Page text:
Six Numbers That Explain Kevin McCarthy, Likely the Next House Speaker

House Majority Leader Kevin McCarthy is trailed by reporters as he arrives for a closed Republican House caucus meeting at the Capitol on September 29. Jonathan Ernst/Reuters

Kevin McCarthy has been in Congress less than a decade, but he's on track to assume the highest post in the House come November. The 50-year-old Republican is currently the House majority leader, the No. 2 post in the GOP hierarchy behind Speaker John Boehner.

Boehner's announcement last week that he is retiring at the end of October stunned the political world and opened the door for McCarthy to complete his rapid ascent. As of now, only one fellow Republican stands in his way—Florida Representative Daniel Webster, a Tea Party-backed conservative, announced shortly after Boehner's news broke that he would run for the job. But Webster will be hard-pressed to upset McCarthy, who has far strong ties across the GOP caucus and is widely seen to have the inside track.

Here's some background on the likely next speaker, summed up in six statistics:

9: Years McCarthy has been in the House of Representatives. If he goes on to be speaker, it would be the fastest rise from freshman to leader of the chamber in more than a century. Most previous speakers spent a couple of decades climbing the ranks in Congress before assuming the post. Democrat Tip O'Neill, for example, first entered office in 1953, but it wasn't until 1977 that he nabbed the gavel.

28: Years McCarthy has been working in politics. He likes to tout himself as a business owner (he owned and ran a deli in his early 20s), but the reality is the native Californian has spent the vast majority of his career employed by an elected official or in elected office himself. McCarthy spent 15 years as the district director for former House Ways and Means Chairman Bill Thomas, who, like McCarthy, hails from the San Joaquin Valley town of Bakersfield. He made the jump to the California State Assembly in 2002, before winning Thomas's seat in Congress in 2006 when his longtime mentor retired.

1 and 2: Where Kern and Tulare counties stood in the country's rankings of farm-related income in 2012. The two south-central California counties, which make up the majority of McCarthy's congressional district, together raked in more than $200 million from farming that year, according to the National Agricultural Statistics Service. But they've been hit hard by California's historic drought, prompting McCarthy to push hard for changes to state and national water policies. The strength of the agriculture industry back home has had another impact on McCarthy: He's not as recalcitrant as some of his GOP colleagues on immigration, expressing openness to some sort of worker program. That's something farmers in the area would welcome.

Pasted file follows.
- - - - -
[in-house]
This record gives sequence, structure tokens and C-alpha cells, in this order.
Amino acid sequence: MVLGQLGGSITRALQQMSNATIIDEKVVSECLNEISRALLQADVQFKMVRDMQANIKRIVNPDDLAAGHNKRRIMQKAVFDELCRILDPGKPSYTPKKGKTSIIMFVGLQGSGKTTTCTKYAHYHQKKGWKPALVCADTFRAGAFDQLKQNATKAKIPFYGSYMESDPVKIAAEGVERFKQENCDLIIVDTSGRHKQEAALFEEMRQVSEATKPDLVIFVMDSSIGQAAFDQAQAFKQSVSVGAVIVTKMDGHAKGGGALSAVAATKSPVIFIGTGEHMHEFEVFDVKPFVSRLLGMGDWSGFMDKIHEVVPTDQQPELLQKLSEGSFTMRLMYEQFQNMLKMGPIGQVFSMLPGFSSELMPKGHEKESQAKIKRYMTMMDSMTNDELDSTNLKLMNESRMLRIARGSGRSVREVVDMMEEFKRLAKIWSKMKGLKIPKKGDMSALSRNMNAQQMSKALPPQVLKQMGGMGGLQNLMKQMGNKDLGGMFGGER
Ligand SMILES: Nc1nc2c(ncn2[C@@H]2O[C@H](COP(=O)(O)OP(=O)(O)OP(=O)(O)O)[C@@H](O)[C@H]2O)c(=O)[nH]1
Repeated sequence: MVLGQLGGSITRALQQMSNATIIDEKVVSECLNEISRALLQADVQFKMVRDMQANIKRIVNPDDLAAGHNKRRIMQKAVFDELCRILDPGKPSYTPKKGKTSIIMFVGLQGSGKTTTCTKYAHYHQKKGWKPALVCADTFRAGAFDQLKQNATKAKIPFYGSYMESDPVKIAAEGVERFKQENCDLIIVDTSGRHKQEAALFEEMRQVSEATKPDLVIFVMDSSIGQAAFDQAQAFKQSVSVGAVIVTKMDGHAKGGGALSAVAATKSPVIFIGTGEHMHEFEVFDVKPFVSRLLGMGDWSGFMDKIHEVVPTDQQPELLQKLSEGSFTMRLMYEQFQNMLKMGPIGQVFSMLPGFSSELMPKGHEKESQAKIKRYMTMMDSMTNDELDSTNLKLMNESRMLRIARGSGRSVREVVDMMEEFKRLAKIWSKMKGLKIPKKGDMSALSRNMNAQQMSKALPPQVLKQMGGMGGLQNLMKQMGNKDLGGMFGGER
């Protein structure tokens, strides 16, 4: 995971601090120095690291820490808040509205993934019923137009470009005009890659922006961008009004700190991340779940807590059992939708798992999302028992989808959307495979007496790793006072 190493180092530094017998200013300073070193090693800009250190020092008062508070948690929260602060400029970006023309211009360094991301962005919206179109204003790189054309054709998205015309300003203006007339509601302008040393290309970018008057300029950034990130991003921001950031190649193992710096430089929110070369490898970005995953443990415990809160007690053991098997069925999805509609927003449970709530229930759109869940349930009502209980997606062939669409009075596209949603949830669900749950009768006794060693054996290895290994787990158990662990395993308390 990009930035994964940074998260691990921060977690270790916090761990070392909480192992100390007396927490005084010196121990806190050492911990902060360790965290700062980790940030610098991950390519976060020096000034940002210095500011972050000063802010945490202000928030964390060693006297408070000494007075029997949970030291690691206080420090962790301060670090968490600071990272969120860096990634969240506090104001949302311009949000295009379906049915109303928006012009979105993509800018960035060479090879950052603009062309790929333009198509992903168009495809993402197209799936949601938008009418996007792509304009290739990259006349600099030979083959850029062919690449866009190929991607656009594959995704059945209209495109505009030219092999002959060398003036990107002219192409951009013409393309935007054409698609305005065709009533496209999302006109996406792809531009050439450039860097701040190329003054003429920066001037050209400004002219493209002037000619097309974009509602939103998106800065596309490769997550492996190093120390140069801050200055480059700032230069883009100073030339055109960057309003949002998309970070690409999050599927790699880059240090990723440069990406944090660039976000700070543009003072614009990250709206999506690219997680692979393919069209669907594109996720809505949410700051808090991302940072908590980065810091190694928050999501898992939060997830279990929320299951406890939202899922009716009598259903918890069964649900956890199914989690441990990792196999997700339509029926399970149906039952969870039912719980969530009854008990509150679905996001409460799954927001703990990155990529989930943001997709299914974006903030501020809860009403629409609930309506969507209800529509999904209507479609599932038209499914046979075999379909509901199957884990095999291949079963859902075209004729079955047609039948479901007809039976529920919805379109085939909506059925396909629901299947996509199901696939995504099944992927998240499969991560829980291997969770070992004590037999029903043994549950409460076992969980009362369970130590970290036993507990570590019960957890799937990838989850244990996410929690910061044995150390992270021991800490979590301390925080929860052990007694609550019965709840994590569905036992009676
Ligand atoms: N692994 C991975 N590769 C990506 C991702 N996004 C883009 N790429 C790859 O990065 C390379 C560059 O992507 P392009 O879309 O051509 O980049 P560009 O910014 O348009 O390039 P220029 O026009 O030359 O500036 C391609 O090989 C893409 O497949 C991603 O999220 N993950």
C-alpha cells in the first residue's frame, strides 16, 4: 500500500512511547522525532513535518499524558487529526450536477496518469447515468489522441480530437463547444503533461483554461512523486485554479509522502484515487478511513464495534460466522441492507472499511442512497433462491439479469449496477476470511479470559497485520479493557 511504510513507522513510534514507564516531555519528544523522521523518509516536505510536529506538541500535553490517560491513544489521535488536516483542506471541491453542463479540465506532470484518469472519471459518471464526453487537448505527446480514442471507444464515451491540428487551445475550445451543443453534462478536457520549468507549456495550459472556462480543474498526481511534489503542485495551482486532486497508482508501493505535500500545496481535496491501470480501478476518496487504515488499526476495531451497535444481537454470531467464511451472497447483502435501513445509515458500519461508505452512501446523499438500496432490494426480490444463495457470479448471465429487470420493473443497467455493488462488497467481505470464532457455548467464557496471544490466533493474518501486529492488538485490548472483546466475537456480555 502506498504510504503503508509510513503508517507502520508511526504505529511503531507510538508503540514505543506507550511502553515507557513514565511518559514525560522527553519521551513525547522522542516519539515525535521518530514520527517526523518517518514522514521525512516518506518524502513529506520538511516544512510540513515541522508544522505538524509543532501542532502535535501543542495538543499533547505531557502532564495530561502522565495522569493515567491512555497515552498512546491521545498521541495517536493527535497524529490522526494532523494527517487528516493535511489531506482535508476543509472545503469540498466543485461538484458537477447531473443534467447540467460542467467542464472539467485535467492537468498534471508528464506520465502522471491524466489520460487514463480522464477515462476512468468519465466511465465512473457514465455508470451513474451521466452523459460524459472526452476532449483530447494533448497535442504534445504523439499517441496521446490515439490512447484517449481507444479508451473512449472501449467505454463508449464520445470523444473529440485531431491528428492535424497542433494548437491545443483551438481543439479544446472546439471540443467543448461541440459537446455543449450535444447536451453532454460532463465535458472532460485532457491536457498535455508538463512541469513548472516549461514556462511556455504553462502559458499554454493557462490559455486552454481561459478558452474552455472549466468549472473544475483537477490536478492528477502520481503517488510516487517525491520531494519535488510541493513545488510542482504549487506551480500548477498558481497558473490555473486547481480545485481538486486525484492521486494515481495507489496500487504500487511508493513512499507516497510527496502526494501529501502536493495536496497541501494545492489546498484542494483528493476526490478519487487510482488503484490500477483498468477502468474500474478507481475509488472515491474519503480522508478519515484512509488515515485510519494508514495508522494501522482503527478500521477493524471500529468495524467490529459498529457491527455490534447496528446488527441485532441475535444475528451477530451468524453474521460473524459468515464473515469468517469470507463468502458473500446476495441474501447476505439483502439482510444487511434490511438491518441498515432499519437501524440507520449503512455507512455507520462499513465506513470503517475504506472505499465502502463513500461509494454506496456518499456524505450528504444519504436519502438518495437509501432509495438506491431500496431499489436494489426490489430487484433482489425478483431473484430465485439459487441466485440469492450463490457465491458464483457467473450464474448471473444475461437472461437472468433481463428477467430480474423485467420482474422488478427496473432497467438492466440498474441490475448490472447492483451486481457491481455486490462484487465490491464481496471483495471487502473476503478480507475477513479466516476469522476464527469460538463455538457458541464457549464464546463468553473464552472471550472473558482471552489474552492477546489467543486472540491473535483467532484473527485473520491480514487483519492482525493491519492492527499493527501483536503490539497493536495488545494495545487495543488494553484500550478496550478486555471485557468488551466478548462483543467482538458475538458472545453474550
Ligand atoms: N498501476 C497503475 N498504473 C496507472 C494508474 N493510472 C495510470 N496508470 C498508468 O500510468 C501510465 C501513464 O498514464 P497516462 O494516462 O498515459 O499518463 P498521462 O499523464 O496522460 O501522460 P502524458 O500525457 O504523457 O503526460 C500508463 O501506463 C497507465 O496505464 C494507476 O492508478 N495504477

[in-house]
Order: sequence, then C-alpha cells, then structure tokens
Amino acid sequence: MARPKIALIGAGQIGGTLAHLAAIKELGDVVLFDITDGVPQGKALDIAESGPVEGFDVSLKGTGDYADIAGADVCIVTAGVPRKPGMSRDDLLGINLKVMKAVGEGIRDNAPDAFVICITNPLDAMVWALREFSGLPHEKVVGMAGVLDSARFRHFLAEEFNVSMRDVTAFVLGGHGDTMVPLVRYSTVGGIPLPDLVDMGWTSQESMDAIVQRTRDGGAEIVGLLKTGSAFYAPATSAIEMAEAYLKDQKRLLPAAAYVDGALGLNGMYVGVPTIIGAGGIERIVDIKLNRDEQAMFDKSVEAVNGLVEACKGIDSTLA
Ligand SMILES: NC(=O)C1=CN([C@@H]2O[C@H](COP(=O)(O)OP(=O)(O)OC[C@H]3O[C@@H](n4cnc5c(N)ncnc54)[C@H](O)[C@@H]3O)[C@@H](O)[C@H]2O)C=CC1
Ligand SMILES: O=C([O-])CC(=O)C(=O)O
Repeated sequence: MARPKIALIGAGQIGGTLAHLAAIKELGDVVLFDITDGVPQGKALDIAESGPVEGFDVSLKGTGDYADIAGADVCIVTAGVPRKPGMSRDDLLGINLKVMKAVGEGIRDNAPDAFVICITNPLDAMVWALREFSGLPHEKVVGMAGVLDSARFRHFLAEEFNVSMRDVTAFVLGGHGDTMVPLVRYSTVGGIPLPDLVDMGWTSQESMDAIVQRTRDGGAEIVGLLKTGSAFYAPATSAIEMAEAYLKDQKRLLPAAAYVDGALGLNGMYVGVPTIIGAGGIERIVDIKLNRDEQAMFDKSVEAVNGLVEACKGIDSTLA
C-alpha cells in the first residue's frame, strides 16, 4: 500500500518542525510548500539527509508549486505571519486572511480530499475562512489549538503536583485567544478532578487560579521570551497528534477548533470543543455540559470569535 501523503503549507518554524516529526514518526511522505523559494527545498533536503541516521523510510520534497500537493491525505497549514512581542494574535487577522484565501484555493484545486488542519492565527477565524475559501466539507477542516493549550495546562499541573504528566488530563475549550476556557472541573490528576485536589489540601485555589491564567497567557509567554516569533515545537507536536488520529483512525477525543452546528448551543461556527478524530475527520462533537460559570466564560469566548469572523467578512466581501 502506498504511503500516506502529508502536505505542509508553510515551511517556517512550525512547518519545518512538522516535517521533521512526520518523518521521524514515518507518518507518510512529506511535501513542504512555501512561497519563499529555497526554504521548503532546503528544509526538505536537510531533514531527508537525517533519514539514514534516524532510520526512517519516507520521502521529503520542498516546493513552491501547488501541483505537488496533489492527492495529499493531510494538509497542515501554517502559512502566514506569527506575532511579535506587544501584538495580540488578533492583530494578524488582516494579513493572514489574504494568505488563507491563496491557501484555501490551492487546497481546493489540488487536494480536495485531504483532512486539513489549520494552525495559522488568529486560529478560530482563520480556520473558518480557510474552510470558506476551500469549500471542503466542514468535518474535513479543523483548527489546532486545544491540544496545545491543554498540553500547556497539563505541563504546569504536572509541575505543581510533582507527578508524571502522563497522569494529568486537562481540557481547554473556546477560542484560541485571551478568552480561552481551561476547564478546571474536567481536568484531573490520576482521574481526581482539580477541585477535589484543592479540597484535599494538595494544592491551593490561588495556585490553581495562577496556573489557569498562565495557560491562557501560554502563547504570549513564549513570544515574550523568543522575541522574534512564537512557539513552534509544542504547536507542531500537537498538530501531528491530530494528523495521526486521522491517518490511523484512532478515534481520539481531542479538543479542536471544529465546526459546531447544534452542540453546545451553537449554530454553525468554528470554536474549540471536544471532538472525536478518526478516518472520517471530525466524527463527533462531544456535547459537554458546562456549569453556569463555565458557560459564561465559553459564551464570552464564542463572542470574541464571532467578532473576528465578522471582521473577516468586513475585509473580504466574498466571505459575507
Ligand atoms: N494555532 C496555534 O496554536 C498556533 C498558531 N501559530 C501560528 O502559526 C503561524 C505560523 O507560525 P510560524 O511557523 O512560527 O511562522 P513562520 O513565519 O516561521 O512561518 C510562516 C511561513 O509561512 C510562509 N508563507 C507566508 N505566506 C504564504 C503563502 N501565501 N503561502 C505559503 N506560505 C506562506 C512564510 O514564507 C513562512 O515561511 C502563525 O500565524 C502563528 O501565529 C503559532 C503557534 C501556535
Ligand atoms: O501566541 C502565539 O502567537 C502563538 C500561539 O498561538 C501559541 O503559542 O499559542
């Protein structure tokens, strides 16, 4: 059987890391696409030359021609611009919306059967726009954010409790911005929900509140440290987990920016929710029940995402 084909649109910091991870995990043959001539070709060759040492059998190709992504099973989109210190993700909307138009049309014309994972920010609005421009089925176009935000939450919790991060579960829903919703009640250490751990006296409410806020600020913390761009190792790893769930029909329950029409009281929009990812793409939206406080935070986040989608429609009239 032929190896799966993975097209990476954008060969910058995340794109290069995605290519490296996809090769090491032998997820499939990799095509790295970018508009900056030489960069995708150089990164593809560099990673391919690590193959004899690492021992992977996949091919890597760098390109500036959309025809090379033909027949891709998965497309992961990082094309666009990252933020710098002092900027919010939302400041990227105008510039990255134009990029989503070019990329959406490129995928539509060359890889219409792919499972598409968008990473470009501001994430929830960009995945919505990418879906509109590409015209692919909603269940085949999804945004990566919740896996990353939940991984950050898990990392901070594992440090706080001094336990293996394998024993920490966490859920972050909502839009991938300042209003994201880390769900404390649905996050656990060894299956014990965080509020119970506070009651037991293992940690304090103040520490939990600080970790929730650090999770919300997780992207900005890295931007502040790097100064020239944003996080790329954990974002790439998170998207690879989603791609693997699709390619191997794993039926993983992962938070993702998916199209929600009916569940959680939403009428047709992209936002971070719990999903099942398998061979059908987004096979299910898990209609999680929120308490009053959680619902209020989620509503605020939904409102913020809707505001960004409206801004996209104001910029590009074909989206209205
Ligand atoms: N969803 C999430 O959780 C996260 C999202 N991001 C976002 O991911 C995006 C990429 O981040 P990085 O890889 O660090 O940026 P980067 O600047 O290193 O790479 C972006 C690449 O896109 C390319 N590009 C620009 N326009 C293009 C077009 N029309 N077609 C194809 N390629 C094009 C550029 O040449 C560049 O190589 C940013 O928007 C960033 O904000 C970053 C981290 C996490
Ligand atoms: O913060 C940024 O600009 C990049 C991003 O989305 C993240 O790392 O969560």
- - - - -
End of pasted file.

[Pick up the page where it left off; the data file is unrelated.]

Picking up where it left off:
87: The number of new Republicans elected to the House in 2010, helping the party wrest control of the chamber from the Democrats. McCarthy helped recruit the rambunctious class of Tea Party-inspired politicians, then nurtured them as the party's whip from 2011 to 2014. Boehner told The New York Times in 2011 that "Kevin probably has a better handle on the freshmen than anybody else here." He'll need their support to get anything accomplished in the House.

$1.2 million: The amount McCarthy donated to other Republicans through his leadership PAC in the last election. That total ranked him third among everyone in Congress in terms of generosity, behind only Boehner and former Majority Leader Eric Cantor. Come November, McCarthy will be the only one of the three left in office, which just goes to show that money buys only so much loyalty.

14,500: People following McCarthy on Instagram, where he regularly posts photos, including lots of great throwback shots from the '80s and a great shot of Beyoncé and Jay Z at Barack Obama's second inauguration.